RUNNY NOSE IN THE CHILD CARE SETTING
What causes a runny nose?
The common cold is the most typical cause of a runny nose and chronic runny nose. This is generally a mild illness, and the child feels and looks well otherwise. The child usually gets better on his/her own within a week. The runny nose is usually accompanied by a mild fever. There may also be other symptoms such as headache, sore throat, coughing, sneezing, watery eyes, and fatigue.
Allergies can also cause a runny nose. They usually occur after two years of age and after the child has had plenty of exposure to allergens. They might occur during a specific season or after a particular exposure—for example, after being around grass or animals. The child may also have watery and itchy eyes, sneezing, asthma, rubbing of the nose and a lot of clear mucus. With allergies, the runny nose may last for weeks or months, but there is no fever or spread of disease to others.
Bacterial infection (sinus infection) may occasionally develop and contribute to the continuation of illness. This additional infection of the common cold tends to cause yellow-greenish mucus and sometimes pain that continues for more than 10 days. Remember that yellow or green mucus does not always mean that a child has a bacterial infection. It is normal for the mucus to get thick and change color as common viral cold progresses.
When are children contagious?
The amount of virus present is usually highest two to three days before a person develops symptoms of the illness and continues to be present for two to three days after symptoms begin. As a result, infected children have already spread viruses before they begin to feel ill. Germs may be spread to others by:
- Wiping a nose and then touching other people and objects before washing hand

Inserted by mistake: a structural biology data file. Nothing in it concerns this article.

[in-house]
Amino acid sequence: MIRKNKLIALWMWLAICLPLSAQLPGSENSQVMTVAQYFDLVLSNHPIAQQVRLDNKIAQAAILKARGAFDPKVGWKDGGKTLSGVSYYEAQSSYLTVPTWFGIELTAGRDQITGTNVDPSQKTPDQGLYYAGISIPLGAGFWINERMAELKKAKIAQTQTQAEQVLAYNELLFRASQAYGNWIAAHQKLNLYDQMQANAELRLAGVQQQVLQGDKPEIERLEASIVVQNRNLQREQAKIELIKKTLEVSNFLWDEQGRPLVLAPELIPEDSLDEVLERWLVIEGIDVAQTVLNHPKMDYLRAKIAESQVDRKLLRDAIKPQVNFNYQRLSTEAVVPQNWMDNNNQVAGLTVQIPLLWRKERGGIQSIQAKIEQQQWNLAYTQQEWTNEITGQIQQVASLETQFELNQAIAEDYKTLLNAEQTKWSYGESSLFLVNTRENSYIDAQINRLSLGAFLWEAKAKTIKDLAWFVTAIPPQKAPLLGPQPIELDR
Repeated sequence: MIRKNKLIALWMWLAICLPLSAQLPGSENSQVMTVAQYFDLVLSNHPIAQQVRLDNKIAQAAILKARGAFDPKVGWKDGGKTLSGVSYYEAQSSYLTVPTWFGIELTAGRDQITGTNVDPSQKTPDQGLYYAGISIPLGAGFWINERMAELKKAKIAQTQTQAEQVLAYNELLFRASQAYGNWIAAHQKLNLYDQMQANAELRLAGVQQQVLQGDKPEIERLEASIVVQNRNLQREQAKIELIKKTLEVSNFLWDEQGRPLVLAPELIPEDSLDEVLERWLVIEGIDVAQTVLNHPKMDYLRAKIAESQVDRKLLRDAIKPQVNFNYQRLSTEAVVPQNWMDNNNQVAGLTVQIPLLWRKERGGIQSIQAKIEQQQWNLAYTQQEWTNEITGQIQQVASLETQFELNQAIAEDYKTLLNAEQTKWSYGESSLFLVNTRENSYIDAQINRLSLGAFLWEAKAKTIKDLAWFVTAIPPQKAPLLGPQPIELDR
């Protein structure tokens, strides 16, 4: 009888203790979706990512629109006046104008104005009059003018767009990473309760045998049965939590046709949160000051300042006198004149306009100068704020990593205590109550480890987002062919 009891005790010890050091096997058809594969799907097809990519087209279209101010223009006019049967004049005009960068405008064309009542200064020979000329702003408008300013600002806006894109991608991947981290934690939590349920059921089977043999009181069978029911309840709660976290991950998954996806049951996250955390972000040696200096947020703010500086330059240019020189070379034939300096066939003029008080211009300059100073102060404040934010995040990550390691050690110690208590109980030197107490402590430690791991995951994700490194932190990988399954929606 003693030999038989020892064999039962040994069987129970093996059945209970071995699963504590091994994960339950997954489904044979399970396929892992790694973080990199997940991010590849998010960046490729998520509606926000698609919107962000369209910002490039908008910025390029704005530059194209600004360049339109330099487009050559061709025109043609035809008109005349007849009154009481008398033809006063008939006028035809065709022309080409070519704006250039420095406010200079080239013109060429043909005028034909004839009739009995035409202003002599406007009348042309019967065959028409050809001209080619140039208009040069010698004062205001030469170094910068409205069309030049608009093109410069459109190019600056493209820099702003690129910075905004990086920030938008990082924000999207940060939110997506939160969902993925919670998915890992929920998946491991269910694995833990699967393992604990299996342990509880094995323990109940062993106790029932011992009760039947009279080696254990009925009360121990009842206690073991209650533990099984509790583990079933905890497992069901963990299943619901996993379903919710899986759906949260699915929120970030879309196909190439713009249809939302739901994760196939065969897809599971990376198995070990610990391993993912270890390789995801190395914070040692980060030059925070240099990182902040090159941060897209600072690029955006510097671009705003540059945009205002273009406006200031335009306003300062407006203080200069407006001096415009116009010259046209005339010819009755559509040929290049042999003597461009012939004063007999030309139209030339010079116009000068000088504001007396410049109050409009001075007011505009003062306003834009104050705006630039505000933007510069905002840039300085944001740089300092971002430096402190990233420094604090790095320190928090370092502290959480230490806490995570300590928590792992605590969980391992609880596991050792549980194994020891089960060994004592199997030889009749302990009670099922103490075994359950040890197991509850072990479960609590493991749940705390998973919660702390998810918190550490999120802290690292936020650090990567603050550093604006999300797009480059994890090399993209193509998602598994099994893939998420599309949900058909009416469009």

- Sharing of mouthed toys by infants and toddlers
- Coughing and sneezing into the air
- Kissing on the mouth
How can we limit the spread of infection?
To prevent the spread of infection from respiratory illnesses and runny noses, follow routine healthy practices:
- Avoid contact with mucus as much as possible. Make sure that all children and staff use good hand washing practices, especially after wiping or blowing noses, after contact with any nose, throat or eye secretions, and before preparing or eating food.
- Do not allow food to be shared.
- Clean and disinfect all mouthed toys and frequently used surfaces on a daily basis.
- Wash eating utensils carefully in hot, soapy water, then disinfect and air dry. Use a dishwasher whenever possible. Use disposable cups whenever possible.
- Make sure that the facility is well ventilated and that children are not crowded together, especially during naps on floor mats or cots. Open the windows and play outside as much as possible, even in the winter.
- Teach children to cough and sneeze into their elbow, wipe noses using disposable tissues, throw the tissue into the wastebasket, and wash their hands.
When should a child stay home?
Exclusion policies should be based on your general illness policies, not merely the color of the mucus. For example, you might decide to exclude any child who is too sick to participate, no matter what the cause or color of the discharge. Excluding children with runny noses and mild respiratory infections and colds is generally not recommended. As long as the child feels well, can participate comfortably and does not require a level of care that would jeopardize the health and safety of other children, he or she can be included. Exclusion is of little benefit since viruses are likely to be spread even before symptoms have appeared.